Pink Girl, Blue Boy after World War II, putting a woman in blue is still considered a sign of her femininity, if not as obvious as colors like pink and purple. This can apply to any feminine woman at any age, some more than others, like a Winter Royal Lady. Now blue can have other meanings, such as sadness and loneliness. Those can overlap with this trope (as in representing both femininity and sadness). A Sub-Trope of Tertiary Sexual Characteristics. A Sister Trope to Pink Means Feminine, Princesses Prefer Pink, Graceful Ladies Like Purple. Compare Shy Blue-Haired Girl.
- This is perhaps the most common dress color for the Disney Princesses, even more than pink.
- Snow White's dress has a blue bodice and sleeves.
- Cinderella's dress is blue mainly in stuff outside the movie. The dress was actually silver with a hint of blue, but the glass slippers were blue tinted.
- Sleeping Beauty played with this, by having fairies a color war over making Aurora's dress blue or pink.
- In The Little Mermaid, Ariel wore a large blue hair ribbon and a dress with a blue skirt, when Eric was showing her around his lands.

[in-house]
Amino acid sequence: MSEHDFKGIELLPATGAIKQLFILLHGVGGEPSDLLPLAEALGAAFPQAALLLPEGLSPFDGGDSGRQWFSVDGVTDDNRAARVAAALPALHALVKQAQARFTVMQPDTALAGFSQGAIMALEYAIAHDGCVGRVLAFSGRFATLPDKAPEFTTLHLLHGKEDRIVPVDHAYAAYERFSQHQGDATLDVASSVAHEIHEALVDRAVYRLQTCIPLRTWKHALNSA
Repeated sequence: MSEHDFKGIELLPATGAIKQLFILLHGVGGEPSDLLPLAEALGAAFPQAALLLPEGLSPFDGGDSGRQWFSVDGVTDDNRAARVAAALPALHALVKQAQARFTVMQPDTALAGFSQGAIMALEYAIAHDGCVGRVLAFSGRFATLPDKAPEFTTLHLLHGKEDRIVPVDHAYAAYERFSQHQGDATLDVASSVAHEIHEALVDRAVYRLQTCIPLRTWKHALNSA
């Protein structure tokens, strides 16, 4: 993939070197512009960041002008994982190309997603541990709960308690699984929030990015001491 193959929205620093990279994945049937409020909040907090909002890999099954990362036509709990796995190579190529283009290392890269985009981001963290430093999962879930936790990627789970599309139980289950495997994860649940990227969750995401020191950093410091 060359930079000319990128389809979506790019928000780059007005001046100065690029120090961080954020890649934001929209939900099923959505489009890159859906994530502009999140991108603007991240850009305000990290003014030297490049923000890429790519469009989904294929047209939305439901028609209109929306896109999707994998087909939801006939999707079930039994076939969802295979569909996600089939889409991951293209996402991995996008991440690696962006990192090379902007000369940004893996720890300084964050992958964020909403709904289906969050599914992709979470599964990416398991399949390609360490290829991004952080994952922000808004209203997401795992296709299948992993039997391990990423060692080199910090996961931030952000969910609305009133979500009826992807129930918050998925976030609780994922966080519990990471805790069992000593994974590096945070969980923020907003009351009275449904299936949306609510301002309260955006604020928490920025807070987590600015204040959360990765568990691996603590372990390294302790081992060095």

- Belle's blue dress in Beauty and the Beast got the most screen time of any of her dresses.
- In Aladdin, Jasmine's main outfit is blue-green.
- Tiana gets a fancy blue dress in The Princess and the Frog. On a side note, since it took place in The Roaring Twenties, that color would have been seen as more princess-like than Charlotte's wardrobe.
- While more action oriented princess Allura/Fala of AnimeVoltron/Anime Go Lion wore pink, Romelle/Amue wore a blue dress while she was less active, and switched to a pink Mini Dress Power when she took an active role.
- Ariel of Thundarr the Barbarian wears a blue Leotard of Power.
- When Jean Grey first appeared in X-Men #1, she was wearing a blue dress, jacket, and hat.
- Rinoa in Final Fantasy VIII wears a blue coat, and is perhaps the most feminine of the women player characters (aside from Selphie, who is more perky).
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